I had the distinct pleasure of trying to incorporate a non-COM compliant DLL into a web service yesterday. Along with the issues associated with marshalling parameters (and which I'll mention in a separate blog entry), I also had to get the web service to find the DLL that needed to be loaded. I would have thought that simply placing it into the bin directory under the virtual root would be sufficient. Apparently not. Even after doing so, I still got a could not load DLL message
The correct answer is that the DLL needs to be someplace in the directories listed in PATH. And by default, the bin directory is not in this list.
For those who are unfamiliar with the process, the PATH is build from a combination of sources. First, the System Path as defined in the System Environment Variables in the System administration applet is included. Then the User path as defined in the same place is appended. Finally the directories added to the PATH through Autoexec.bat are included.
So if you plan on using a DLL in a web service, make sure that either the DLL is installed someplace along your PATH or your PATH is modified to include the web service's bin directory.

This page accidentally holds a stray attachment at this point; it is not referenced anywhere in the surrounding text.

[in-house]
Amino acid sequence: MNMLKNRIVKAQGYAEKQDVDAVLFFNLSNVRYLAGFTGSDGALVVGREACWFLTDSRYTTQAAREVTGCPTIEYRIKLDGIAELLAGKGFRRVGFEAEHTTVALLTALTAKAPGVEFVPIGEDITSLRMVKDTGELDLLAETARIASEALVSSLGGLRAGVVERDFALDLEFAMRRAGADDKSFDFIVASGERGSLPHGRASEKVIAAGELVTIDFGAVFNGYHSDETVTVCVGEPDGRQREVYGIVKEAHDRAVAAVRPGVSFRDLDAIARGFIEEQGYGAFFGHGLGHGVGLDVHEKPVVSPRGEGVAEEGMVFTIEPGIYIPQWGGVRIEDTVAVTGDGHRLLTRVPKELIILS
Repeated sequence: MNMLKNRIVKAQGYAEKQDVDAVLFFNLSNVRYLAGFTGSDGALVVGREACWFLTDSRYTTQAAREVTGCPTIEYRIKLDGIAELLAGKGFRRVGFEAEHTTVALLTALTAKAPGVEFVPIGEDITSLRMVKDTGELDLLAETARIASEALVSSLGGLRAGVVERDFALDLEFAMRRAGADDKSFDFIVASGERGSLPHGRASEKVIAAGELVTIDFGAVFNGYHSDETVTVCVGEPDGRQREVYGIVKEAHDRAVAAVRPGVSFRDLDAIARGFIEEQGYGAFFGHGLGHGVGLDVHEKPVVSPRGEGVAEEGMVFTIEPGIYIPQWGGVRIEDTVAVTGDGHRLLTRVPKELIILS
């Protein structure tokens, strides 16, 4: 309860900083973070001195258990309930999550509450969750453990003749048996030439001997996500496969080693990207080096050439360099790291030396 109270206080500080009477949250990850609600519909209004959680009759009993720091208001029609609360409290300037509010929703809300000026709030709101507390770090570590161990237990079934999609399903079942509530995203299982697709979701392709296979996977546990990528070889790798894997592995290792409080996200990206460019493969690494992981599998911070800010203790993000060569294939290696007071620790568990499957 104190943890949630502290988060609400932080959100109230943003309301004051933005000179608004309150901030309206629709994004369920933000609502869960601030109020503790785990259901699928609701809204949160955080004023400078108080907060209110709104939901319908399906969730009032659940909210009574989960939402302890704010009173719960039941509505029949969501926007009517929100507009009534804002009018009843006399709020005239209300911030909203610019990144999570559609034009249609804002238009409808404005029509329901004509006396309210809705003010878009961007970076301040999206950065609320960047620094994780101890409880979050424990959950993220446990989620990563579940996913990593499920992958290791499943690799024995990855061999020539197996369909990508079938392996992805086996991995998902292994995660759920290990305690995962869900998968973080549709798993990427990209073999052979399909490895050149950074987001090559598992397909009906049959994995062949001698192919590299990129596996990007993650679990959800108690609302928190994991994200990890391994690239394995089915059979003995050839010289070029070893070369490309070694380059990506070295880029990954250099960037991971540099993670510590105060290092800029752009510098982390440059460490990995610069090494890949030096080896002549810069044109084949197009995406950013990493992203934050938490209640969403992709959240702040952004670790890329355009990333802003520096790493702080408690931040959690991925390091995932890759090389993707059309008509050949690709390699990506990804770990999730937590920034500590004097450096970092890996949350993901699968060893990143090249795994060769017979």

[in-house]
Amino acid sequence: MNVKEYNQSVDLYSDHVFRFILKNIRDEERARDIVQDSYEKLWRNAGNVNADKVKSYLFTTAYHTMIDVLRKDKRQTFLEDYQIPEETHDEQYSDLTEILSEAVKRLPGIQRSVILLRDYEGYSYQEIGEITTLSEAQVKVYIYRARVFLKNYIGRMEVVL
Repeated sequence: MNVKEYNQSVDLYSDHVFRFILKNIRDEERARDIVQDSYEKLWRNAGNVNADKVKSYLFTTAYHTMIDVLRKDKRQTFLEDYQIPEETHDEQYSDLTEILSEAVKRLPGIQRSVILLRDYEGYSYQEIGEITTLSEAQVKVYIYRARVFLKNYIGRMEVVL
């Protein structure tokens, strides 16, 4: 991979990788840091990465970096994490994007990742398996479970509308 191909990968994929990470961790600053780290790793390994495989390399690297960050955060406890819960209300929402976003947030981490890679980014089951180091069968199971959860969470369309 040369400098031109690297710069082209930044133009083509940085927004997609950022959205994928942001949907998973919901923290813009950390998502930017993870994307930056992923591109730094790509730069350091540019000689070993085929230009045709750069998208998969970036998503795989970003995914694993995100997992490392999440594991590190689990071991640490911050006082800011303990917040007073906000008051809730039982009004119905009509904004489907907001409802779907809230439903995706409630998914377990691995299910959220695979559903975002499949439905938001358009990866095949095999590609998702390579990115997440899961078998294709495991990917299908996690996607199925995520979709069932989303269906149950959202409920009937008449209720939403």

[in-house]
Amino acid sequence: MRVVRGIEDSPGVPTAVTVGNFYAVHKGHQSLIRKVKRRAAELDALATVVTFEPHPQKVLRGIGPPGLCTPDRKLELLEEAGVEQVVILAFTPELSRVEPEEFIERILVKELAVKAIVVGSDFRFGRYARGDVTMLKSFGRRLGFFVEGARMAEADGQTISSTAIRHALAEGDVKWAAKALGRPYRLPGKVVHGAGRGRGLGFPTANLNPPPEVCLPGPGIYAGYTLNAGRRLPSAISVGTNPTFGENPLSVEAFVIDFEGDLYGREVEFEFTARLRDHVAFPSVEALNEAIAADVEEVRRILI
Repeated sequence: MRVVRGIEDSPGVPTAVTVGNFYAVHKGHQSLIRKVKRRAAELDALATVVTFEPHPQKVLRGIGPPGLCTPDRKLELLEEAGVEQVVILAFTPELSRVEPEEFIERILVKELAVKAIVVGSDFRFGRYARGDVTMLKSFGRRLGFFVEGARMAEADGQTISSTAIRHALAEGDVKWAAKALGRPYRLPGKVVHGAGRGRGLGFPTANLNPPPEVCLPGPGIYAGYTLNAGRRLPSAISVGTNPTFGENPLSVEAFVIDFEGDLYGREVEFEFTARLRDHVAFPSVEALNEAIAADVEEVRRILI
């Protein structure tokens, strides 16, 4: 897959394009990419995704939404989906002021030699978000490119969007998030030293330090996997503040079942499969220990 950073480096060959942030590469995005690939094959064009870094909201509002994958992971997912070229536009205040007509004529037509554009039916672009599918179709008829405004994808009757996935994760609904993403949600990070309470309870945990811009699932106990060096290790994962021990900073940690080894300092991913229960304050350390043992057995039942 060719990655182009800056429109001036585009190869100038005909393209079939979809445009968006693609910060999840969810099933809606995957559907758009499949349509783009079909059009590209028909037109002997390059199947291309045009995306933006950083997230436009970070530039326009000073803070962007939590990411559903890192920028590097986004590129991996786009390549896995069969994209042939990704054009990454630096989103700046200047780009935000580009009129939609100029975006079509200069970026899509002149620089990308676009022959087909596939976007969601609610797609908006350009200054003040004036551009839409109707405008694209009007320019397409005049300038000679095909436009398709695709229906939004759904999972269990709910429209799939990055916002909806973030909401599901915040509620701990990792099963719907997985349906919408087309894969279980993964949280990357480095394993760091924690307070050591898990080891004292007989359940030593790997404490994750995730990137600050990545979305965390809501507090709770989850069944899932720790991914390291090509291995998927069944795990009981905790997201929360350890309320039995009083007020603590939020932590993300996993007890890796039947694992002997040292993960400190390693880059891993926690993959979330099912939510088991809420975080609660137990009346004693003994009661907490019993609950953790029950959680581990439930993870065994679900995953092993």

Yet one more interesting Web Service problem reared its head today. The situation is as follows:
The result of a call to a Web Service method is supposed to be a class. The class contains the elements that, basically, make up a record in a database table. Because of the way that we structure data access, our data access class returns a DataSet with a matching xsd file. Once the xsd file had been created, the xsd.exe tool was used to create the class definition. An instance of the class was then hydrated using the XML format of the DataSet and returned through the web service.
(just for the curious amongst you, our reason for not returning the DataSet itself is that the client is an older version of WebSphere and they don't have easy support for processing returning DataSets.)
Key point coming: the minOccurs value on at least some of the data elements in the xsd was set to 0. As a result, for some of the data types (specifically integers, int16 and bytes), additional properties were created. For example, if there were a property called Status, a public boolean property called StatusSpecified would also be created.